Want to protect your cyber security and still get fast solutions? Ask a secure question today.Go Premium

x
?
Solved

have no file and printer sharing with a wireless VPN router

Posted on 2007-08-11
20
Medium Priority
?
543 Views
Last Modified: 2013-11-12
I am having no luck with file and printer sharing on a Linksys wireless VPN network at home.

Currently, we have three computers networked using infrastructure mode with a Linksys WRVS4400N router.  All three computers are connected to the Internet through a Linksys cable modem through Comcast.  Repeat, all three computers have separate and functional Internet connections.

But there is no file sharing between any of the 3 computers this home network (subnet) 192.168.2.1.  Yes, file sharing is enabled.  On all three separate computers the small icon in the left lower hand tray "local area connection" is disabled automatically once the wireless connection is established.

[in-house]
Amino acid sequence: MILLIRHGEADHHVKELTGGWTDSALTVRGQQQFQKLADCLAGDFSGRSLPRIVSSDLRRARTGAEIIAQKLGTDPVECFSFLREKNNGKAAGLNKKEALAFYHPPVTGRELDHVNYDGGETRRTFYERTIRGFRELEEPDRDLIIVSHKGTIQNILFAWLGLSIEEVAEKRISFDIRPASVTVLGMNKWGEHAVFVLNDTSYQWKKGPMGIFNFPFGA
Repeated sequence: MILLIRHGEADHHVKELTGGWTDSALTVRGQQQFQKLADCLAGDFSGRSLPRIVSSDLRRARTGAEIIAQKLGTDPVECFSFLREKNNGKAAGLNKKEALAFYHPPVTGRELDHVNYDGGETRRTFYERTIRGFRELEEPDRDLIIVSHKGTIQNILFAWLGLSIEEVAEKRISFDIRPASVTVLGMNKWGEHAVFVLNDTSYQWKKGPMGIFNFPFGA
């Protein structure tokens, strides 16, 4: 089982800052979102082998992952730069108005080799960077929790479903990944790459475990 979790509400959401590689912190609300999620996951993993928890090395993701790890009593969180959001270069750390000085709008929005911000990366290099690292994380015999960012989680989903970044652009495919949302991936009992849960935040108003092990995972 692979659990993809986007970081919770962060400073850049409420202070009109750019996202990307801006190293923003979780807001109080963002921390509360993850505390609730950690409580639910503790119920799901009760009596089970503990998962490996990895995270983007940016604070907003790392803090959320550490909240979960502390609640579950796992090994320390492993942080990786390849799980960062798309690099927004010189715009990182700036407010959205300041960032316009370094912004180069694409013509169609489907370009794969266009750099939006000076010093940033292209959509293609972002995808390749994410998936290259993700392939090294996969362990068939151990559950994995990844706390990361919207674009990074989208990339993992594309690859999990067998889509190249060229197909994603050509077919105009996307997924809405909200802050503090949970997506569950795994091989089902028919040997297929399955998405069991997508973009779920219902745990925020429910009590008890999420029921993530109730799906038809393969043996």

Occasionally from command line NET VIEW will show all three computers, but not consistently.  I am can ping some computers by IP address.  I cannot ping by IP computer name.

So the main question remains:  what do I need to do to enable full file and printer sharing between all computers?
0
Comment
Question by:bodywise
  • 10
  • 5
  • 4
19 Comments
 
LVL 5

Expert Comment

by:DToolshed
ID: 19677839
There is usually a combination of small issues that can cause this. Dependant services that should be running aren't, firewall settings, etc.

The easiest first step, since they are all windows xp, is re-run the network setup wizard. Make sure you select "Turn File and Printer Sharing ON", and they are set to the same workgroup, and if it asks you about disconnected media, you continue anyway. Do the same steps on all three, and reboot them all. That clears about 50% or so of these support calls I get, anyway. YMMV